t will take a few days for Oakland City Attorney John Russo to be confirmed as the city manager of Alameda, but there’s already talk about the effect his move will have on Oakland, including who will replace him and what will happen to his crackdown on gangs. Last year, Russo got a preliminary injunction against alleged gang members in North Oakland, forbidding them from congregating together in certain areas and imposing a curfew. A judge is considering a second injunction in the Fruitvale neighborhood, and a third has been suggested for East Oakland.

  • SF salmon season opens with few fish (SF Chronicle)

    …Though fish stories were scarce Sunday, the opening day of commercial salmon season from Point Arena to the Mexico border, state and federal scientists estimate that 730,000 salmon from the Sacramento River system are now wiggling along the coast. That number is way up from a record low of 39,000 in 2009 and represents hopes of a turnaround for a beleaguered industry that is one of the state’s oldest.

  • Maloofs make decision on Kings move — they’ll unveil it today (Sacramento Bee)

    The owners of the Sacramento Kings have made a decision about the team’s fate – but they were waiting until this morning to make it known. Kings co-owner George Maloof told The Bee on Sunday that while he and his family have made up their minds about whether to move the franchise to Anaheim, they intend to withhold the announcement until after talking with NBA officials.

  • Class Sizes to Grow, Despite State’s $1.3 Billion Program (Bay Citizen)

    …Class sizes in Oakland and many Bay Area school districts have been increasing for the last year and half. And they are likely to get even bigger next year, as the state’s budget crisis forces school administrators to make even deeper cuts. The Sunnyvale School District will likely increase class sizes in grades K-3 next year from 20 to 23 students for every teacher. The Cupertino Union School District may have to increase class sizes for grades 1 through 3 and 6 through 8 next year after sending pink slips to some 117 teachers, counselors and other staff.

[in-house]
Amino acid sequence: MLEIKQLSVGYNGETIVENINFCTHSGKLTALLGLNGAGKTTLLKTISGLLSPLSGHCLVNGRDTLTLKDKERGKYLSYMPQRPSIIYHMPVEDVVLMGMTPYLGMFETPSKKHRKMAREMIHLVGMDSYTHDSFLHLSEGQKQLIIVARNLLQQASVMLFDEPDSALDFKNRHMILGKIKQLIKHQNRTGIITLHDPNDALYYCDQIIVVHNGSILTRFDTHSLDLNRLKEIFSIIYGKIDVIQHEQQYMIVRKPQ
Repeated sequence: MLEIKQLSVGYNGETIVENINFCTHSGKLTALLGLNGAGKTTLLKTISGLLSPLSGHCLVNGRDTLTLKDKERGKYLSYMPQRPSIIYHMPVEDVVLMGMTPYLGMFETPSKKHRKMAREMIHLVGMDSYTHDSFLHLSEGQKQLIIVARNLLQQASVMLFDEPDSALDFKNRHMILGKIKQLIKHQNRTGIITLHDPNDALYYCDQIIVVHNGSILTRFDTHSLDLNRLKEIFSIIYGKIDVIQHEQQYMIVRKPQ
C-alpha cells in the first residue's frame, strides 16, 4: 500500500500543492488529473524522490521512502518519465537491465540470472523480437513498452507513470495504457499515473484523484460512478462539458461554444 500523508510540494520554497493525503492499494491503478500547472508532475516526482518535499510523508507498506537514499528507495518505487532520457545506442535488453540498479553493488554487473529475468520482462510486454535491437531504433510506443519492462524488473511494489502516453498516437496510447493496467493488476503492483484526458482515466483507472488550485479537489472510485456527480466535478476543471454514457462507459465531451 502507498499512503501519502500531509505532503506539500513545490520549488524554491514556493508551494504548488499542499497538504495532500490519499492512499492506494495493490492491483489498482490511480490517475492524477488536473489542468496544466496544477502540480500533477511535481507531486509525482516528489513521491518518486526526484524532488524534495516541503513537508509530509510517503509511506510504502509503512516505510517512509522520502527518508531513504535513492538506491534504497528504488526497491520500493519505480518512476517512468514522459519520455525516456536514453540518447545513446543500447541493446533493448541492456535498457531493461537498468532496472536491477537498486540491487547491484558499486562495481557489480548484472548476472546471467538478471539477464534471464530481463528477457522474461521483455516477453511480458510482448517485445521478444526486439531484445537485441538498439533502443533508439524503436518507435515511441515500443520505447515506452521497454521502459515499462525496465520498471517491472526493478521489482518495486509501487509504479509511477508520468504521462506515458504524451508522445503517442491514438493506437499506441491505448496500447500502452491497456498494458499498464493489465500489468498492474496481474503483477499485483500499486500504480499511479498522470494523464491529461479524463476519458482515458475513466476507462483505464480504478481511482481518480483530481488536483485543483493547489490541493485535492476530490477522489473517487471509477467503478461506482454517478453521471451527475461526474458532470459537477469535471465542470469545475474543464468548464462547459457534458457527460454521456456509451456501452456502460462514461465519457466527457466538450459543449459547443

• Cinco de Mayo festival draws thousands to Oakland’s Fruitvale neighborhood (Oakland Tribune)

    There are any number of reasons to celebrate Cinco de Mayo, but food topped the list at Sunday’s celebration in the Fruitvale district. Thousands of people turned out to a four-block stretch of International Boulevard Sunday for a festival in honor of the holiday, many of them parents with strollers or small children in tow. Asked what made them come out, a few said they were honoring the anniversary of the Mexican army’s defeating the French in the 1862 Battle of Puebla. A few more said they were there for the music, or the family-friendly atmosphere and the warm weather.

  • SF parking permit fee for residents could rise (SF Chronicle)

    The cost to buy an annual residential parking permit in San Francisco may hit the $100 mark this summer – a boost of just $2, but an overall increase of 67 percent from the fee charged three years ago. The change is just one of several proposed parking-related cost increases that will be considered Tuesday by the Municipal Transportation Agency’s governing board.

  • National study probes health risk from cellphones, SmartMeters and other wireless devices (Bay Area News Group)